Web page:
A few weeks ago, as the indie group Here We Go Magic traveled through Ohio, they encountered a tall, skinny hitchhiker who they quickly recognized to be the inimitable filmmaker/public personality/pencil-thin mustache enthusiast John Waters. The band members took pictures of themselves with Waters and sent them out to the twittersphere. John Waters’s presence in their van did not transform into a difficult-to-believe apocryphal story between friends over drinks, nor did it grow into the stuff of urban legend, but instead became a certified true web event simultaneous to the band’s immediate experience of it. For any fan of the ever-captivating and unique Waters, this unlikely scenario which was still somehow consistent with Waters’s personality was truly bizarre, interesting, funny, and perhaps even enviable. But Mr. Waters’s is simply the most recent in a string of out-of-the-ordinary celebrity encounters. Celebrity has changed greatly over the past few decades. Whereas stars of film, television, and popular music formerly dominated the imaginations of their public through their creative output and carefully orchestrated public personae (through interviews, red carpet appearances, etc.), today’s celebrities are characterized more by their public personae than any output to warrant it. The Kardashians, the Hiltons, and the VH1 reality stars of the world are simply famous for being famous (or, more accurately, for being born into incredible wealth). There is no longer a sense that one earns fame through creating something or contributing to culture.

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Over Under - Large

Today is Valentine’s Day, and a big part of what that entails is time spent thinking about the one you adore. And, for me, it means thinking about romantic movies. So what has happened is I’ve found myself reflecting a lot on my current mancrush Ryan Gosling, what films he’s done that explore the concepts of love and romance, and how I feel about each of them. And surprise, surprise, a column idea sprung forth. Today I’ll be looking at The Notebook, a film that a lot of people respond to very strongly, a film that most every girl you know loves, and a film that’s an instant panty dropper when thrown into casual conversations with hormonal coeds. Also, I’ll be looking at Lars and the Real Girl, a movie that’s well regarded among the people that have seen it, but that was too strange for many moviegoers to take a chance on, or for any mainstream award shows to champion. And also, it’s a movie that can mean instant death if you try to explain it to a girl in a bar.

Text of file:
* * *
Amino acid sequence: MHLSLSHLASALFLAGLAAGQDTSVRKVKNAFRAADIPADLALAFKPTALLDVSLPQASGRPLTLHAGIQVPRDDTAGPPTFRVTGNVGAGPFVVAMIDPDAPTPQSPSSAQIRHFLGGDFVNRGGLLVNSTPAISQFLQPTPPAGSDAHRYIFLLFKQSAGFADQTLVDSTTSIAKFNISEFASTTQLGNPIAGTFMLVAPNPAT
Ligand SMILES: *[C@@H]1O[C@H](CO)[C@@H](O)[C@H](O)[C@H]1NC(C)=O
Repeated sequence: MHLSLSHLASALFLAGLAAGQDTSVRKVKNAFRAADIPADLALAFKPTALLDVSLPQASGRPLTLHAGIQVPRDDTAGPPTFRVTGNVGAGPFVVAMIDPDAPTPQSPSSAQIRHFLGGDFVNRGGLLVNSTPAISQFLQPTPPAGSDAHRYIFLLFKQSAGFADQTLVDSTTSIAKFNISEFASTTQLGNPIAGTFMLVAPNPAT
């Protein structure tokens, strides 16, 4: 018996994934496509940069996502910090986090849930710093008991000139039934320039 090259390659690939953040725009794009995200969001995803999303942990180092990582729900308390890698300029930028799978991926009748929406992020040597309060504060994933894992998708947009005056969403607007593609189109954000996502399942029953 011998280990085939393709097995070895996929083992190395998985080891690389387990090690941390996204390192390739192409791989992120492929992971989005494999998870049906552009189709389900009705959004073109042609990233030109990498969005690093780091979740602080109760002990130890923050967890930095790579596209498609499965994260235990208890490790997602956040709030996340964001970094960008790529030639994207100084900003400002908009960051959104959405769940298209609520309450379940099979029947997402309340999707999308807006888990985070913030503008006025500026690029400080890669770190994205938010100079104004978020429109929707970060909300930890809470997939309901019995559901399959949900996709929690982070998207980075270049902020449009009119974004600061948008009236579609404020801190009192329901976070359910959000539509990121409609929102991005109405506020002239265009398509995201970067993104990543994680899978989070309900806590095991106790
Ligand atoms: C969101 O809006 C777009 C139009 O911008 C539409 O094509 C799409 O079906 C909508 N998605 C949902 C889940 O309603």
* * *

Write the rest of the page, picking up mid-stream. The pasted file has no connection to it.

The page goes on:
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Reel Sex

As we approach Valentine’s Day (yes, it’s just a few weeks away) I think it’s only fitting that the topic of romance come into play in anticipation of the day meant to celebrate all things feelings. I’m not sure about you, but I have actually never celebrated Valentine’s Day with a loved one not related to me. Instead I spend the day (or week) loading up on conversational hearts, Reese’s Peanut Butter cups, and a collection of melodramas so depressing I become skeptical that love can actually end in anything but death. Regardless of my tendency to eat my feelings while crying over the tragic love found in Douglas Sirk films, I do enjoy happy love stories and tend to pair the sadder movies with some of my must-have romances. In honor of the big V-Day, I’d like to share my favorite 14 romantic scenes and also open it up the floor to hear your suggestions. Today is my bottom seven romantic scenes, and next week we’ll post the remainder. I like to keep you all on tenterhooks.